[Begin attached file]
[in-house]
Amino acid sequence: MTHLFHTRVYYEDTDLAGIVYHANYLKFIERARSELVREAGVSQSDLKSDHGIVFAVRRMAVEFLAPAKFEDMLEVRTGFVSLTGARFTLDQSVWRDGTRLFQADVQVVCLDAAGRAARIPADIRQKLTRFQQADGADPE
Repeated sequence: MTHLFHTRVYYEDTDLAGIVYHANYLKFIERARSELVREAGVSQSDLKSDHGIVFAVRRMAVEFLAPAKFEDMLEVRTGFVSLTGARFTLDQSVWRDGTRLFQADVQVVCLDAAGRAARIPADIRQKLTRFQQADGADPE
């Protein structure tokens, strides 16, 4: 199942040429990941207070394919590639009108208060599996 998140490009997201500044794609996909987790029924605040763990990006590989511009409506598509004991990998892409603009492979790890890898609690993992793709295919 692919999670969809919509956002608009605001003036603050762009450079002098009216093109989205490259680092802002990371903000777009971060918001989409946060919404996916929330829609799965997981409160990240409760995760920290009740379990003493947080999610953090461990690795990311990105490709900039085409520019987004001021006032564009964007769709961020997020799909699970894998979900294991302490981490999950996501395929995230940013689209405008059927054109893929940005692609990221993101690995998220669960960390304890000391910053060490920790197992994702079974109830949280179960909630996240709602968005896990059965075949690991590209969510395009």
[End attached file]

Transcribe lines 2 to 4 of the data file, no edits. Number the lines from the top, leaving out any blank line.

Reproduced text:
Amino acid sequence: MTHLFHTRVYYEDTDLAGIVYHANYLKFIERARSELVREAGVSQSDLKSDHGIVFAVRRMAVEFLAPAKFEDMLEVRTGFVSLTGARFTLDQSVWRDGTRLFQADVQVVCLDAAGRAARIPADIRQKLTRFQQADGADPE
Repeated sequence: MTHLFHTRVYYEDTDLAGIVYHANYLKFIERARSELVREAGVSQSDLKSDHGIVFAVRRMAVEFLAPAKFEDMLEVRTGFVSLTGARFTLDQSVWRDGTRLFQADVQVVCLDAAGRAARIPADIRQKLTRFQQADGADPE
């Protein structure tokens, strides 16, 4: 199942040429990941207070394919590639009108208060599996 998140490009997201500044794609996909987790029924605040763990990006590989511009409506598509004991990998892409603009492979790890890898609690993992793709295919 692919999670969809919509956002608009605001003036603050762009450079002098009216093109989205490259680092802002990371903000777009971060918001989409946060919404996916929330829609799965997981409160990240409760995760920290009740379990003493947080999610953090461990690795990311990105490709900039085409520019987004001021006032564009964007769709961020997020799909699970894998979900294991302490981490999950996501395929995230940013689209405008059927054109893929940005692609990221993101690995998220669960960390304890000391910053060490920790197992994702079974109830949280179960909630996240709602968005896990059965075949690991590209969510395009």